Pepperoncini

Quick Facts:

    • Just a tiny hint of warmth
    • Slender green peppers turn red
    • Heirloom
    • Open-pollinated seeds
    • Matures in 70 days

Pepperoncini

Description:

An Italian heirloom, Pepperoncini pepper seeds produce bushy and vigorous plants that yield prodigious quantities of slender 12cm (5") peppers. They start green and as they turn red, become even sweeter. The rich taste is like a sun-dried tomato with just a tiny hint of warmth. Pepperoncini is wonderful for eating fresh, chopped in salads, served with dips or breads, or pickled. The rich taste is like a sun-dried tomato with just a tiny hint of warmth. These are not chile peppers in any way. Try this variety it containers - one plant per five gallon container. Use rich, fertile soil with good drainage.

Matures in 70 days. (Open-pollinated seeds)

Size: SKU: Price: Availability: Quantity: Total:
0.5g (approx. 70 seeds) PP629A $3.49 In stock $0.00
2g (approx. 310 seeds) PP629B $6.79 Unavailable  
10g (approx. 1550 seeds) PP629C $15.49 Unavailable  
100g (approx. 15500 seeds) PP629D $99.99 Unavailable Notify me when in stock
$0.00
*Please note, this product cannot be shipped to the USA.

Quick Facts:

    • Just a tiny hint of warmth
    • Slender green peppers turn red
    • Heirloom
    • Open-pollinated seeds
    • Matures in 70 days

How To Grow

Peppers are tropical plants that need lots of heat to be productive. Well grown in a warm summer, they are the gardener’s triumph. Hot peppers often do better in a cool summer than the large bell peppers. If the hot peppers have not coloured up fully on pepper plants, pull up the whole plant and hang in a warm dry area. Continue reading below for tips on how to grow peppers from seed.

Latin
Capsicum annuum, C. baccatum, and C. chinense
Family: Solanaceae

Difficulty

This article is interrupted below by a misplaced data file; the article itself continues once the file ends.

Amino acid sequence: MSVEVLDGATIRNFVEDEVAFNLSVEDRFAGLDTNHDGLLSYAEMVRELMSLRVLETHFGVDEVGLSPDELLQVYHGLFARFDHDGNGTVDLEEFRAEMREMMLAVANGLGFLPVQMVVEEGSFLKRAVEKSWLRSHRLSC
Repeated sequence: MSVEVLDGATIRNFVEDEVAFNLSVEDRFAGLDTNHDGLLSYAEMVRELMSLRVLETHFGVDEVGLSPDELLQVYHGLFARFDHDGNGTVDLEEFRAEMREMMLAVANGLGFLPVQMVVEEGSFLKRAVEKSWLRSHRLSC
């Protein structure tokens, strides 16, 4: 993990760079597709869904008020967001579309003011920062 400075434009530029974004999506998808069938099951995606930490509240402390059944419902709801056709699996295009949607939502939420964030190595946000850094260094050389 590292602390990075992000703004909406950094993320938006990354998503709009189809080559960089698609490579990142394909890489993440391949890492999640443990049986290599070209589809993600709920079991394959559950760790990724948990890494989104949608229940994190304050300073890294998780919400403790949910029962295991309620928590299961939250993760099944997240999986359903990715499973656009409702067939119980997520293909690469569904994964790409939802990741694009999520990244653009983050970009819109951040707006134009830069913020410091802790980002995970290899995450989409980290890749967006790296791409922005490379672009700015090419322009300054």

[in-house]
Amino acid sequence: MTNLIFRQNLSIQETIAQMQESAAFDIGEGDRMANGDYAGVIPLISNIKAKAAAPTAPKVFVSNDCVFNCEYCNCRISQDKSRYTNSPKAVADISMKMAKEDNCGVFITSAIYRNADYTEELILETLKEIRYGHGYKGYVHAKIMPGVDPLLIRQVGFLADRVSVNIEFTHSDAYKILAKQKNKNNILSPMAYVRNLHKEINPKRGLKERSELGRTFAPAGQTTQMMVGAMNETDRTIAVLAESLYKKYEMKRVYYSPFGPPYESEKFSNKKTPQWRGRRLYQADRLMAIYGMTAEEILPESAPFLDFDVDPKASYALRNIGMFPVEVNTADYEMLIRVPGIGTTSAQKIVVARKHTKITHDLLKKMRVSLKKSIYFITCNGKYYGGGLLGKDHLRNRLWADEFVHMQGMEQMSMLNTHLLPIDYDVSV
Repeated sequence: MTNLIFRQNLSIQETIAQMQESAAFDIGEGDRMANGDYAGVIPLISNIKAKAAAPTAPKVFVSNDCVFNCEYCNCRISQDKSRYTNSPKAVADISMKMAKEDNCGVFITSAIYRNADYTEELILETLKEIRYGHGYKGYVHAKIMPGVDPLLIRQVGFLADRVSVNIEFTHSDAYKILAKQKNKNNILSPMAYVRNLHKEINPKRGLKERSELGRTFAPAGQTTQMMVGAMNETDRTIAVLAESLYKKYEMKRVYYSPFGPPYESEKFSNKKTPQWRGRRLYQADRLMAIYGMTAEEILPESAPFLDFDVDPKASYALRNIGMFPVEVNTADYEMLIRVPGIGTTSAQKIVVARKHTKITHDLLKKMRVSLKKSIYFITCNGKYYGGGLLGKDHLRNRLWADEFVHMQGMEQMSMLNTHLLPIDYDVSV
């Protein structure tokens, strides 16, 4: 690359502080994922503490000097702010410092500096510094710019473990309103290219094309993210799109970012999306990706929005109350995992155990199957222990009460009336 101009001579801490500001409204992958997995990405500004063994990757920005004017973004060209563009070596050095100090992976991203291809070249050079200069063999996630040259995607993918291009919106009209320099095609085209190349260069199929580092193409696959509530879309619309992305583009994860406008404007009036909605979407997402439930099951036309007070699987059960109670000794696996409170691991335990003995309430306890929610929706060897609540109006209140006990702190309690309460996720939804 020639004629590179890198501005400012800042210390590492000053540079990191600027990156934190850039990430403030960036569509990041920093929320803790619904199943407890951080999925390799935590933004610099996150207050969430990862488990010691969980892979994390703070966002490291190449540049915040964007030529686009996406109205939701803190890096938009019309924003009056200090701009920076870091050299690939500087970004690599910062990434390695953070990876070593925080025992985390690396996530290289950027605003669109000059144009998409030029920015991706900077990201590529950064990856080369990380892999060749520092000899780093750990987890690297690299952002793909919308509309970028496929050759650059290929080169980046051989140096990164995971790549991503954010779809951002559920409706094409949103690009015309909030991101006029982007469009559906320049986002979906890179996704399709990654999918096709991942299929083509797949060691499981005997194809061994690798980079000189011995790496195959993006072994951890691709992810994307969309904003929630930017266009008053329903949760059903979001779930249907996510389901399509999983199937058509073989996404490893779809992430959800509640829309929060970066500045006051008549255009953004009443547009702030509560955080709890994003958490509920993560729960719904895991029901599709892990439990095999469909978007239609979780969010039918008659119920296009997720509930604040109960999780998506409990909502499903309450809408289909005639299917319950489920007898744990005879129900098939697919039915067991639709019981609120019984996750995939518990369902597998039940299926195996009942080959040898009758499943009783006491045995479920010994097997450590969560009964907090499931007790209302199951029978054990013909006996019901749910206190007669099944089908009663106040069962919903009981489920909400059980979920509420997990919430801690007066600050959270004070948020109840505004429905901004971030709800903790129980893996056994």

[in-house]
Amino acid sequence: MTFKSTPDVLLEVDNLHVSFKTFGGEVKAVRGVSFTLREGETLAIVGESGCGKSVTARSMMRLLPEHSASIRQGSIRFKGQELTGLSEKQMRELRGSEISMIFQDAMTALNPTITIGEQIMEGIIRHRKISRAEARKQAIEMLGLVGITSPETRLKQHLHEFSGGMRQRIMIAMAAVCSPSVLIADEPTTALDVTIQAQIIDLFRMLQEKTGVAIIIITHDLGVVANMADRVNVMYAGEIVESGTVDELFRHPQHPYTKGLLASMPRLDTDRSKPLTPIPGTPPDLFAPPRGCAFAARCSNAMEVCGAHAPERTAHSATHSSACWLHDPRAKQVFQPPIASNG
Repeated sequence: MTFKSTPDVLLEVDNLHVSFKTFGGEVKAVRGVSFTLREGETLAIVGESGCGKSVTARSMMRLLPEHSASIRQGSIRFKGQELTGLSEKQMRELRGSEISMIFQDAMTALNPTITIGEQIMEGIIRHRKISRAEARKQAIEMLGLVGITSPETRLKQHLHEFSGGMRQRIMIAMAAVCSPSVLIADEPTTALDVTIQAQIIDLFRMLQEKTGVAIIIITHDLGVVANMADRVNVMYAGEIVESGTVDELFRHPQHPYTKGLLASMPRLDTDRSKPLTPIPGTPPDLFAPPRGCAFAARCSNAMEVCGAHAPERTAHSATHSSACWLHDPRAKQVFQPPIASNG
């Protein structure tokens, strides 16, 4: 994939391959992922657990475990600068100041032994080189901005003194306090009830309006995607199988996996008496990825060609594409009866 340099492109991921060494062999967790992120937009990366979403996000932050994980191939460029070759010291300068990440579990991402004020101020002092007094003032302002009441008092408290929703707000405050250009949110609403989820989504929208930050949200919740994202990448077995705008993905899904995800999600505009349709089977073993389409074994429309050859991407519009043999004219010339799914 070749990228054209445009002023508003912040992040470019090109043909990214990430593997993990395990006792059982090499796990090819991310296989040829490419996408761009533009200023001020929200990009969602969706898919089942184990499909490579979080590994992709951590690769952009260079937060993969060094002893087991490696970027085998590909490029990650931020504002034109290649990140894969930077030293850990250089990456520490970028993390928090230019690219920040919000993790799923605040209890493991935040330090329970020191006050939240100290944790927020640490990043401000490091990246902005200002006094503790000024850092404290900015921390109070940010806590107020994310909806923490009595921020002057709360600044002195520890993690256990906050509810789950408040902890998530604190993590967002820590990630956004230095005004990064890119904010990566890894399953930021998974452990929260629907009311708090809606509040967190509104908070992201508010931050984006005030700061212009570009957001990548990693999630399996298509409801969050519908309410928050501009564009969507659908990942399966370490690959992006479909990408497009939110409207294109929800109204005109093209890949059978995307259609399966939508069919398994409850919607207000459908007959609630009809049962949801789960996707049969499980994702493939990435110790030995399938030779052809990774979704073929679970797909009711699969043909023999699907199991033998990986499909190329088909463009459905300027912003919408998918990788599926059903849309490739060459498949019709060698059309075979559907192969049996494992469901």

Moderately difficult

Season & Zone
Season: Warm season.
Exposure: Full-sun

Timing
Peppers need plenty of time to mature before they will bloom and set fruit. Start indoors six to eight weeks before the last frost date, and grow under bright lights. Transplant only when weather has really warmed up. Night time low temperatures should be consistently above 12°C (55°F) before hardening off pepper plants and transplanting outdoors. Soil temperature for germination: 25-29°C (78-85°F). Seeds should sprout in 10 – 21 days.

Starting
Sow indoors 5mm-1cm (¼-½”) deep. Keep soil as warm as possible. Seedling heating mats speed germination. Try to keep seedlings at 18-24°C (64-75°F) in the day, and 16-18°C (61-64°F) at night. Before they become root-bound, transplant them into 8cm (3″) pots. For greatest possible flower set, try to keep them for 4 weeks at night, about 12°C (55°F). Then transplant them into 15cm (6″) pots, bringing them into a warm room at night, about 21°C (70°F).

Days to Maturity: From transplant date.

Growing
Soil should have abundant phosphorus and calcium, so add lime and compost to the bed at least three weeks prior to transplanting. Mix ½ cup of balanced organic fertilizer beneath each plant. Though peppers will tolerate dry soil, they will only put on good growth if kept moist. Harden off before planting out 30-60cm (12-24″) apart. Five gallon containers also work well, but require good drainage and regular irrigation. Using plastic mulch with a cloche can increase the temperature by a few degrees. Pinch back growing tips to encourage leaf production. This helps shade the developing fruits and prevents sun-scald in hot summers.

Harvest
When the fruit is large and firm it is ready to pick. Or wait for the fruit to ripen further turning red, yellow, brown, or purple. The sweetness and vitamin C content go up dramatically as the fruit changes colour. If you pick green, the total numbers of peppers harvested will increase. Fruit that sets after late August will not usually develop or ripen. Pull out the entire bush just before the first frost and hang it upside down in a warm, dry place to ripen hot peppers. 

Seed Info
In optimal conditions at least 65% of seeds will germinate. Usual seed life: 2 years.

Diseases & Pests
To prevent rot and wilt, plant in well-drained soils and follow a strict 4-year crop rotation.

If cutworms are a problem, use paper collars at the plant base. Tobacco mosaic virus (TMV): young growth is malformed and leaves are mottled with yellow. To prevent it: wash hands after handling tobacco (including Nicotiana), before touching peppers. Control aphids, which spread the disease.

Companion Planting
Pepper plants make good neighbours for asparagus, basil, carrots, cucumbers, eggplant, endive, oregano, parsley, rosemary, squash, Swiss chard, and tomatoes. Avoid planting them next to beans, Brassicas, or fennel.

More on Companion Planting.
Read more About Peppers.

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